The point guard position is drastically changing, and the Gators are starting to catch up with the times.
In recent years, players like Stephen Curry and Damian Lillard have redefined the definition of what it means to play point guard at the highest levels. Creating a growing necessity for multifaceted guard play collegiately and professionally, finding a game-changing floor general completely alters a team's identity.
Equipped with the ability to elevate a team's overall play directly – whether it comes by way of knock-down shooting or keen ball distribution – guard play provides a consistent basis of facilitation on the offensive end.
In the past few years, Florida's point guard has been a spot that, while talented, struggled to translate that talent to success for the Gators in the post-Chris Chiozza era. Looking to Canada for answers, head coach Mike White recruited and employed traditional guard prospect Andrew Nembhard to man the position for what looked to be the foreseeable future.
Causing a seismic shift in the Gators philosophy offensively, a slow tempo half-court style that seemed to fit Nembhard's waning style of play failed to maximize the athleticism and youth that White consistently used as an excuse for UFs struggles.
As a result, the departure of Nembhard soon came after the cancellation of the 2019-20 season due to Covid-19 – a move beneficial to both parties – providing Florida with a much-needed breath of fresh air at the guard position. In an attempt to reload the position, Florida looked to the lone Gainesville native on the squad that was being criminally underutilized within the Gators lineup last season to take over the reins as the lead offensive option.
That player? Now-sophomore guard Tre Mann.
Starting in all 19 games that the Gators have played this year, often labeled as the two alongside in favor of the smaller Tyree Appleby at the one, Mann has been the piece the offense revolves around. Seeing substantial time as the primary ball-handler, the fluidity of positions in basketball has allowed him to operate as would the modern-day shooting guards of James Harden and Donovan Mitchell.
Mann's 30.9 minutes a game nearly doubled the 17.8 seen in season one and has accounted for the most minutes of any player on the season with 589 total (Noah Locke being second with 553).
Recording 14.7 points, 3.4 assists and 5.8 rebounds per contest on the year, Mann has proven to be the most valuable asset of the Florida team following the loss of Keyontae Johnson early in the season.
Bringing about a switch schematically to a faster-paced style that suits the athleticism that Anthony Duruji, Scottie Lewis, Tyree Appleby and others possess, the Gators have benefitted directly on the offensive end from Mann's near-constant presence on the court.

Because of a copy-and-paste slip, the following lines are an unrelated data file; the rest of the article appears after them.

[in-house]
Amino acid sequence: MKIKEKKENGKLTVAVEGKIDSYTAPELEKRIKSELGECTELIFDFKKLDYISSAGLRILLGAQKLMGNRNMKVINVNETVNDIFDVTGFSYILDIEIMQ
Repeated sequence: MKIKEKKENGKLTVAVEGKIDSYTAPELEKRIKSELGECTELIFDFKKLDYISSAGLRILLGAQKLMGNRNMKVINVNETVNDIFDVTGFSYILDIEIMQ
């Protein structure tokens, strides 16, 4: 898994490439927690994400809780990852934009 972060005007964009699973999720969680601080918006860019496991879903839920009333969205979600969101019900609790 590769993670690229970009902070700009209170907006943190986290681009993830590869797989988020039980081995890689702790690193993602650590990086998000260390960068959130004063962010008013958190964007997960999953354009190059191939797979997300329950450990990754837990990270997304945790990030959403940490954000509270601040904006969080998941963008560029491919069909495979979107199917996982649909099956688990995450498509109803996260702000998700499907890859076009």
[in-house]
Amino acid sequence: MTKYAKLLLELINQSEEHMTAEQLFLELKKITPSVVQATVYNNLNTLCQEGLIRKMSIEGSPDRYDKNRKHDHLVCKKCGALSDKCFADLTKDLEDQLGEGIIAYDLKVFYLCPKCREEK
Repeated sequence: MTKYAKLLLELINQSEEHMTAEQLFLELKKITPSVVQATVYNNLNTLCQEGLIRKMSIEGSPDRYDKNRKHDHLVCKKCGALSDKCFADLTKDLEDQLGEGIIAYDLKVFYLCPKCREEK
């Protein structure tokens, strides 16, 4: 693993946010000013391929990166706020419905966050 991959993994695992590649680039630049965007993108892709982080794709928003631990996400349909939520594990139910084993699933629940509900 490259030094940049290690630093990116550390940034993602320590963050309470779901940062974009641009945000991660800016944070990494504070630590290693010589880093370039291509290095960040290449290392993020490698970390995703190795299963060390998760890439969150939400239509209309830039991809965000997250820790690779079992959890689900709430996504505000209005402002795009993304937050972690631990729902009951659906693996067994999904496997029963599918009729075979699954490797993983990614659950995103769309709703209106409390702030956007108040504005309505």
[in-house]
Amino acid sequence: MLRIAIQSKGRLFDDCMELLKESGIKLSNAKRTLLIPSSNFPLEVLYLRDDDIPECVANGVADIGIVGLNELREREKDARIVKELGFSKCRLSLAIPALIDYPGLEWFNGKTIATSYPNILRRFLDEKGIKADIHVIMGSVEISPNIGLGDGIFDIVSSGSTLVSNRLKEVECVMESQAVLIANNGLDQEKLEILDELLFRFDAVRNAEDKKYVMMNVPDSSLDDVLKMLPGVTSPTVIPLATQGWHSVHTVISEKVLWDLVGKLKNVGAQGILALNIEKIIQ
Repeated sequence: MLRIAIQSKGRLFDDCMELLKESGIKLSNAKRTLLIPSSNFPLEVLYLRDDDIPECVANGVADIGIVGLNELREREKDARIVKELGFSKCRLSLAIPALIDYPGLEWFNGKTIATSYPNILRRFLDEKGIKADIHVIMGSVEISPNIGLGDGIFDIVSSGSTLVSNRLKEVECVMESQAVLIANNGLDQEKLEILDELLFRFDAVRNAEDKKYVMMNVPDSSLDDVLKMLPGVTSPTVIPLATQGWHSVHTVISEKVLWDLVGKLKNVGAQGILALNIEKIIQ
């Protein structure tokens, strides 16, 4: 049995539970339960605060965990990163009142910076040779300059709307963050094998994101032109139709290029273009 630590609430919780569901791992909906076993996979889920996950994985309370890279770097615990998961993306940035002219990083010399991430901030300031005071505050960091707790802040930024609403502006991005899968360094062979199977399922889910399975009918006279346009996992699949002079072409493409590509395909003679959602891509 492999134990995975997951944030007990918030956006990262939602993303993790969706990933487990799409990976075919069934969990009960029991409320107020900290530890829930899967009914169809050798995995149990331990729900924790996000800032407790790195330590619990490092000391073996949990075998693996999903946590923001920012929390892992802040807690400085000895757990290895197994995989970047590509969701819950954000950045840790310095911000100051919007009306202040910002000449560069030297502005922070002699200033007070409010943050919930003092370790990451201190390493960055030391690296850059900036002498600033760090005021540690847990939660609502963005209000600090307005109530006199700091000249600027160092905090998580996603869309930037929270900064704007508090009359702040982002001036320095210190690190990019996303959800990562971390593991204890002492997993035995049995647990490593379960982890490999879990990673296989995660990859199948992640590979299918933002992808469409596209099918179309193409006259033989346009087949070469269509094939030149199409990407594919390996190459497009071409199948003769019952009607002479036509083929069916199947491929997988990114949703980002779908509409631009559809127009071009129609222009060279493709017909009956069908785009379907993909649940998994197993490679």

Tapping into the monumental shift occurring for the point guard position as a whole, the scoring prowess allows the Gators to stretch the floor, providing UF with increased shot creation and a higher shooting percentage in the 2020-21 season.
Averaging 46.8 percent from the field as a team (compared to 45.7 percent last season), Mann leads the team in both shot attempts (223) and shots made (96) on the year, a mark that sits just above 43 percent.
However, Mann's most impressive statistic is his smooth stroke from beyond the arc, averaging nearly 40 percent from three. As a result, Florida's points per game mark has risen by four this season.
Doing the most with the opportunity given as a full-time starter Mann has increased his production in every statistical category except block per game under a more difficult schedule, according to sports-reference.com.
The statistical comparisons to the Gators squad with Nembhard bring about a credible evaluation that Mann's impact has been prominent on paper. However, his SEC player of the week worthy performances in the past two contests – against Auburn, recording his first career double-double with 19 points and 13 rebounds, and Kentucky, accounting for 21 points on 63.6 percent shooting and eight rebounds – have aided sentiments that he is among the most improved players in college basketball.
Mann's abilities are unquestioned. His consistency has started to improve during their three-game win streak, averaging 17.7 points on shooting nearly 60 percent from the field, eight rebounds, 2.3 assists and two steals per game.
In an effort to surge the Gators back on the virtue of resiliency, one that this year's squad has clung to throughout the year. As tournament play approaches and Florida looks to produce an unexpected run, Mann sits as the most vital piece to the team's end goals.
He has been the common denominator in the Gators' successful spurts throughout the season. Whether it's knocking down shots, penetrating the lane or getting Colin Castleton involved, there is no greater impact player than the offensive focal point in Mann.
Florida will see action at home versus Missouri on Wednesday evening before closing out the regular season on the road at Tennessee on Saturday. Two victories position the Gators to make noise in the closing stretch of the basketball season, and well-rounded performances from Mann will sit as the deciding factor for Florida's success in tournament play.
Mann shooting above 50 percent from the field and nearing double-doubles on the regular puts the Gators in a spot to contend with the NCAAs powerhouses set to be put in their way in the coming month, starting Mar. 10-14 with the SEC tournament.